Barrett's Metaplasia Meeting
17th-18th September 2009, University of Bath, UK
Cancer of the oesophagus is still uncommon, but its prevalence, and particularly that of the adenocarcimona subtype, is increasing rapidly in many Western countries. This may even be the fastest-growing of all tumour types. The main risk factor for developing this condition is gastro-oesophageal reflux disease (GORD), which is characterised by chronic reflux and heartburn. The damage to the oesophageal epithelium caused by contact with gastric acids and bile is the first step in a cellular progression that can, in some cases, lead to cancer. About 10% of patients with GORD develop an intermediate condition known as Barrett’s Oesophagus (or Barrett’s metaplasia). Those diagnosed with this condition are at a greatly increased risk of developing oesophageal cancer compared even to other patients with GORD; the degree of risk has been equated to the risk of a heavy smoker developing lung cancer.
Barrett’s Oesophagus has no symptoms other than those of the underlying reflux disease. It is characterised by a cellular change (metaplasia) in which the squamous epithelial cells that line the oesophagus are first replaced by the columnar epithelial cells that are characteristic of the normal intestine; this is easily detectable by endoscopy. In later stages the epithelium folds to form intestinal crypts containing mucus-secreting goblet cells.
Understanding the genetic and cellular changes behind the replacement of one type of epithelium with another, and behind the development of adenomas and then carcinomas from Barrett’s cells, is a key to the prevention and treatment of this cancer. These issues were recently discussed in a specialist meeting at the University of Bath, organised by the Biochemical Society. This brought together clinicians and scientists from a wide variety of disciplines, including genetics, epidemiology and, perhaps more surprisingly, developmental biology.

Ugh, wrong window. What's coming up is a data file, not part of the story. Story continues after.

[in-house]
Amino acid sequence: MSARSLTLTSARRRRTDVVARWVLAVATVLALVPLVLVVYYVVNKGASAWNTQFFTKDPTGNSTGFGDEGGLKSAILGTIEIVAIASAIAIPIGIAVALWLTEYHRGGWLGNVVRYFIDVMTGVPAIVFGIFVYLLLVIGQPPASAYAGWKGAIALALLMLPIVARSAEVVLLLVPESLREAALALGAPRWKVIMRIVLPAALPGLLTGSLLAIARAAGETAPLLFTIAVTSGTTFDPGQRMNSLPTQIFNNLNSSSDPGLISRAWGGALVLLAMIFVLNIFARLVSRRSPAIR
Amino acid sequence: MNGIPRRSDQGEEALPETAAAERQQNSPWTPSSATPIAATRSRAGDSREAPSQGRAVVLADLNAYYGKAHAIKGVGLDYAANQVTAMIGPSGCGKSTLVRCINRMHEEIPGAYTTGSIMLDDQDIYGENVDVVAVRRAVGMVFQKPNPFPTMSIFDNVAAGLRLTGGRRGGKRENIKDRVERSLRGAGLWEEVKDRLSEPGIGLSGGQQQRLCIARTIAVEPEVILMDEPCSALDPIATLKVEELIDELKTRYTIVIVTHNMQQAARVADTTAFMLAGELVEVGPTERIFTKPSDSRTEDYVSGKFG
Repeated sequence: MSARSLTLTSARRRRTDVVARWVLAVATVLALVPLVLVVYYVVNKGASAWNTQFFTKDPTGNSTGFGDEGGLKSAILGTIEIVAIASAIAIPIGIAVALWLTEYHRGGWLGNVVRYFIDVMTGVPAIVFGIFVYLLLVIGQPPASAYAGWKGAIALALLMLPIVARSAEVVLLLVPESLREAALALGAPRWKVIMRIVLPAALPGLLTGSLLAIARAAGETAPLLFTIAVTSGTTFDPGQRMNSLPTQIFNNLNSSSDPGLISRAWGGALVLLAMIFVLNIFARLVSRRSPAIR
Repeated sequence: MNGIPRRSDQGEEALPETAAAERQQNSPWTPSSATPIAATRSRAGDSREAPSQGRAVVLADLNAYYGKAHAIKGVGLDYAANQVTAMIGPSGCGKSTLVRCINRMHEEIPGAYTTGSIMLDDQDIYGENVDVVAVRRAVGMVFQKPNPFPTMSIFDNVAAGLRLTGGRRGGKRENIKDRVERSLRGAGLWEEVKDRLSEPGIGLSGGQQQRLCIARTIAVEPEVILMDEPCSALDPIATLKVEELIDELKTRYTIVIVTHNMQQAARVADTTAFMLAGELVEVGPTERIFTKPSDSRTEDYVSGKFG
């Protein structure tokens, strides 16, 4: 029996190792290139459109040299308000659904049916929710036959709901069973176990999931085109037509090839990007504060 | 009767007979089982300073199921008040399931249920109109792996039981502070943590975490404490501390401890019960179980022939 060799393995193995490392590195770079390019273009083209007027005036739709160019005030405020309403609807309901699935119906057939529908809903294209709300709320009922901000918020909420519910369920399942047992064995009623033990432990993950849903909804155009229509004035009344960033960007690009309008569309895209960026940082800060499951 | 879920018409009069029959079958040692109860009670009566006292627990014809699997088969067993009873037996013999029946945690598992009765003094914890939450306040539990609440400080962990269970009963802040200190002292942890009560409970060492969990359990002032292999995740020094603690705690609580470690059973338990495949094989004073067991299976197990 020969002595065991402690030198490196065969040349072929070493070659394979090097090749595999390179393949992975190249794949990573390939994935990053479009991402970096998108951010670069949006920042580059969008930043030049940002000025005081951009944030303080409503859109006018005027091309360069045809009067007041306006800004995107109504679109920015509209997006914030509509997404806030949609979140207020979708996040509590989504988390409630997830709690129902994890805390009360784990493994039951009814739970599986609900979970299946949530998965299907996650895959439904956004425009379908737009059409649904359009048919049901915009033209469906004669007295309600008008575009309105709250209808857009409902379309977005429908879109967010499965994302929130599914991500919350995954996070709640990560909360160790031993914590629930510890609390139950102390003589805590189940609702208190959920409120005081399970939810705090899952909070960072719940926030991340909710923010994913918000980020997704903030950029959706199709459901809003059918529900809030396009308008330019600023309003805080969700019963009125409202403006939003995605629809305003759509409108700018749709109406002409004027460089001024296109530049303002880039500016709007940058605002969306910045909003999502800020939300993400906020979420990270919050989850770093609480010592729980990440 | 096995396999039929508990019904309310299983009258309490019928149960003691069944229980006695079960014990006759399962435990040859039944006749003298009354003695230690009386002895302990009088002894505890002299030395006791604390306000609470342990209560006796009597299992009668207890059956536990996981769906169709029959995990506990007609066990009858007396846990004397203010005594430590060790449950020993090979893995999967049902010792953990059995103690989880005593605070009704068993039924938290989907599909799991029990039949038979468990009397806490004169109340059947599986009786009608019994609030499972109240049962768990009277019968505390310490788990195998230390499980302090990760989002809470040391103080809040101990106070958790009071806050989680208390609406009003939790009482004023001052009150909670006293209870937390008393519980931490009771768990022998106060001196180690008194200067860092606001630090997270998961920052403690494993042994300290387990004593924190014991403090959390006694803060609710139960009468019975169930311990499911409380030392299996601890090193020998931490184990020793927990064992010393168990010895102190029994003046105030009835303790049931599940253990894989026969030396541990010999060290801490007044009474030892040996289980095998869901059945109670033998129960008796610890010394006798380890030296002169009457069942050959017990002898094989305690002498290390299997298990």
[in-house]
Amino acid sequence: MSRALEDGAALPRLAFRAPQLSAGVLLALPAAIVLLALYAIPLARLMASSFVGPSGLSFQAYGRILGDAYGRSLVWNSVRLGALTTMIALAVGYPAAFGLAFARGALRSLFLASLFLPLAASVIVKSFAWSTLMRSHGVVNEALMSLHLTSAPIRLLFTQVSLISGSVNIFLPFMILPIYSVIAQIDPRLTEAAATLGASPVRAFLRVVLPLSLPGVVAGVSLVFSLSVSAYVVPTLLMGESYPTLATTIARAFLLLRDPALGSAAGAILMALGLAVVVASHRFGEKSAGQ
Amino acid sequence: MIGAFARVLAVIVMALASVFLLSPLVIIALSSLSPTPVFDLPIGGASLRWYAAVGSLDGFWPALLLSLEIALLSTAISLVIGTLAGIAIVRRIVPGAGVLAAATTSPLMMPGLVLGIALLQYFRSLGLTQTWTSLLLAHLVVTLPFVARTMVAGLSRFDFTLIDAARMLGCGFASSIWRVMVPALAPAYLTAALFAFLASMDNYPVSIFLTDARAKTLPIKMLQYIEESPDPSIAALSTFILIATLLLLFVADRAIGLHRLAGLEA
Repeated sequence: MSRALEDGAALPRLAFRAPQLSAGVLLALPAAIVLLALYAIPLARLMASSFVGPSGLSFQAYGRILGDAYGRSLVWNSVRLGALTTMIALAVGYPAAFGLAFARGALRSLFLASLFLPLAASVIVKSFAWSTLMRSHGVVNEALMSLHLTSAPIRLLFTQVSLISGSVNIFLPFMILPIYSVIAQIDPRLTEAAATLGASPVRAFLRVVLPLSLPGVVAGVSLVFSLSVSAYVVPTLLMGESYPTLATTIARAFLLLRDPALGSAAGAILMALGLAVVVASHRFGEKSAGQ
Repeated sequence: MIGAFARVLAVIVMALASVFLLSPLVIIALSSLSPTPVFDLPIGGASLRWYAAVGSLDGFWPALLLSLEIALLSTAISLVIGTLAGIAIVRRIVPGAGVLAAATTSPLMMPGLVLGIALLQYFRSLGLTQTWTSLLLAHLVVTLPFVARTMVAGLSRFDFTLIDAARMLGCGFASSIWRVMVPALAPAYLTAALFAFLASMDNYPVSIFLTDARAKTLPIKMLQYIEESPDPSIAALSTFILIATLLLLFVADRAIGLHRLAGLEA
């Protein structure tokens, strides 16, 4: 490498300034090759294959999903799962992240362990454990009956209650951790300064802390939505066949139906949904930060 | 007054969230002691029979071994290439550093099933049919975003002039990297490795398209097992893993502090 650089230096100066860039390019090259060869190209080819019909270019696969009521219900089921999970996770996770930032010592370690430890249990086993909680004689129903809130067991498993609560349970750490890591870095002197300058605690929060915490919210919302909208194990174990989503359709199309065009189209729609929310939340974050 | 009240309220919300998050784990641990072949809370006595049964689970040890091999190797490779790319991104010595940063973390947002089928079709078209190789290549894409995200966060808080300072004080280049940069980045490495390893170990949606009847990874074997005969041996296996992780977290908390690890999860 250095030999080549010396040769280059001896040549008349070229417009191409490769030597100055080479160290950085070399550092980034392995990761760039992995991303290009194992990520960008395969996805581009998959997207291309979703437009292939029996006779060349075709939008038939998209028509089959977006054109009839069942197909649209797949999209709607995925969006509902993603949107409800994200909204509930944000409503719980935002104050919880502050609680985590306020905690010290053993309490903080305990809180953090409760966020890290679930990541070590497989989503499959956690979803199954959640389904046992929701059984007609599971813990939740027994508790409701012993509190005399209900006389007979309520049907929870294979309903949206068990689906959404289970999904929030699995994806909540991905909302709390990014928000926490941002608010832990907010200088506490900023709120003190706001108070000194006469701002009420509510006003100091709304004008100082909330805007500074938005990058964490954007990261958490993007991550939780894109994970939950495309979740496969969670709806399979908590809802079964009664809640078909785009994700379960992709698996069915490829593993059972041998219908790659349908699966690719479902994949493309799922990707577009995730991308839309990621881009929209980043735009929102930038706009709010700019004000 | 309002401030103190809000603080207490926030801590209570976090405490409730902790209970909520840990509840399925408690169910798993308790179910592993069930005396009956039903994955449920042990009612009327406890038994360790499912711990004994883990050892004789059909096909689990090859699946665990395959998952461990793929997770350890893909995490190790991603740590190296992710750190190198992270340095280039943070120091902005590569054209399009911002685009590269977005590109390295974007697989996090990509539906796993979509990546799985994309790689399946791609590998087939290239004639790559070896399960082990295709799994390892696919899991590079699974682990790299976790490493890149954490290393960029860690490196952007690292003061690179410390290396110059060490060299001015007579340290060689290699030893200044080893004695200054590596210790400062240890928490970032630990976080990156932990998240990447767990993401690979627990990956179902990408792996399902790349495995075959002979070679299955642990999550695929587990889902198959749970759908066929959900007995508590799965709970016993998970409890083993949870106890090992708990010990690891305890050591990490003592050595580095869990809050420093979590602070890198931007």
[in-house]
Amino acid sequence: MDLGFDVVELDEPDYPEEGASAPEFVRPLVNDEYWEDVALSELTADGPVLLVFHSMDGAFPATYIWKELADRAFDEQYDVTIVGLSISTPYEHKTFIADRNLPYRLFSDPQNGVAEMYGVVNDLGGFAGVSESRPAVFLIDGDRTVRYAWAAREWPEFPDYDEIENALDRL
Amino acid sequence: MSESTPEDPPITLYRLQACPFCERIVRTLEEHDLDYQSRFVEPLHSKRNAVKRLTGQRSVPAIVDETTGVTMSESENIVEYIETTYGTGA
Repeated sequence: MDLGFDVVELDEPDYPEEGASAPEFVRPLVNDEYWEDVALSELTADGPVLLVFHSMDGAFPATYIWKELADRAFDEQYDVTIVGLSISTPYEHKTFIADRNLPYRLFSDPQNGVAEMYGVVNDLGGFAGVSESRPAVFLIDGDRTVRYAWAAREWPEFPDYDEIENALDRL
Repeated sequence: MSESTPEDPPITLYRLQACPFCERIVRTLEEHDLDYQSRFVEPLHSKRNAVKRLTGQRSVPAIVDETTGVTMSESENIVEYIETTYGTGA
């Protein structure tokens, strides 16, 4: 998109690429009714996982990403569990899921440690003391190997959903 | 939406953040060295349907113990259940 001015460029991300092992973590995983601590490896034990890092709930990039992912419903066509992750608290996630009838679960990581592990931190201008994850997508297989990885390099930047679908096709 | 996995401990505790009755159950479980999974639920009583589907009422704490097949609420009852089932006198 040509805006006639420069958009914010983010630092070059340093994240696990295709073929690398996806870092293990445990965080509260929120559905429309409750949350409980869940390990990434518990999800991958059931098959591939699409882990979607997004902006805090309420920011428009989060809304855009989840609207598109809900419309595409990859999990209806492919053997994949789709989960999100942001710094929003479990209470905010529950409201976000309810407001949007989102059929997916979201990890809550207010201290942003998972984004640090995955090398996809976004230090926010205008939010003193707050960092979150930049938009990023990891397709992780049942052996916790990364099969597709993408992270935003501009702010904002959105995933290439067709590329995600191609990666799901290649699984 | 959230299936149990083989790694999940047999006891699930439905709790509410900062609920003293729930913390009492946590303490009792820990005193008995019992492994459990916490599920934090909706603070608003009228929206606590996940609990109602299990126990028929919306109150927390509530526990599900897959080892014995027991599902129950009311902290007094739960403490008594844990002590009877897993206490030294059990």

Many questions are still to be answered about the process through which multi-layered squamous epithelial cells are replaced by columnar epithelium. It is not even clear whether the columnar cells migrate from elsewhere in the GI tract, trans-differentiate from squamous cells, or arise from stem cells. Several speakers described searches for genes involved in this transformation. Some, including John Lynch from the University of Pennsylvania, USA, who described models of Barrett’s metaplasia in 3D cell culture, mentioned the transcription factor Cdx2 which has been implicated in this transformation. In the embryo, this gene is expressed in the future intestine but not the future oesophagus, and its expression in cell culture is necessary but not sufficient to induce a change to an intestinal phenotype. Pierre Lao-Sirieix, who works with Rebecca Fitzgerald, one of the meeting organisers, in Cambridge, UK, described genes implicated in the later stages of the process, the progression from Barrett’s through dysplasia to invasive cancer. Interleukin-6 and other “inflammatory” genes were among those identified, which led Lao-Sirieix to speculate that interleukin-6 inhibitors and other anti-inflammatory drugs – perhaps even aspirin – might be useful chemopreventive agents for oesophageal cancer.
In her own lecture, Fitzgerald described changes in gene expression in the stroma underlying epithelial cells during the progression from normal epithelium through Barrett’s metaplasia to cancer. Although some commonly over-expressed genes can be catalogued, the condition is heterogeneous and the expression pattern can differ even between neighbouring crypts in the oesophagus of the same patient. Exposure to acid such as that in gastric reflux and to nitric oxide can induce both gene expression changes and DNA strand breaks.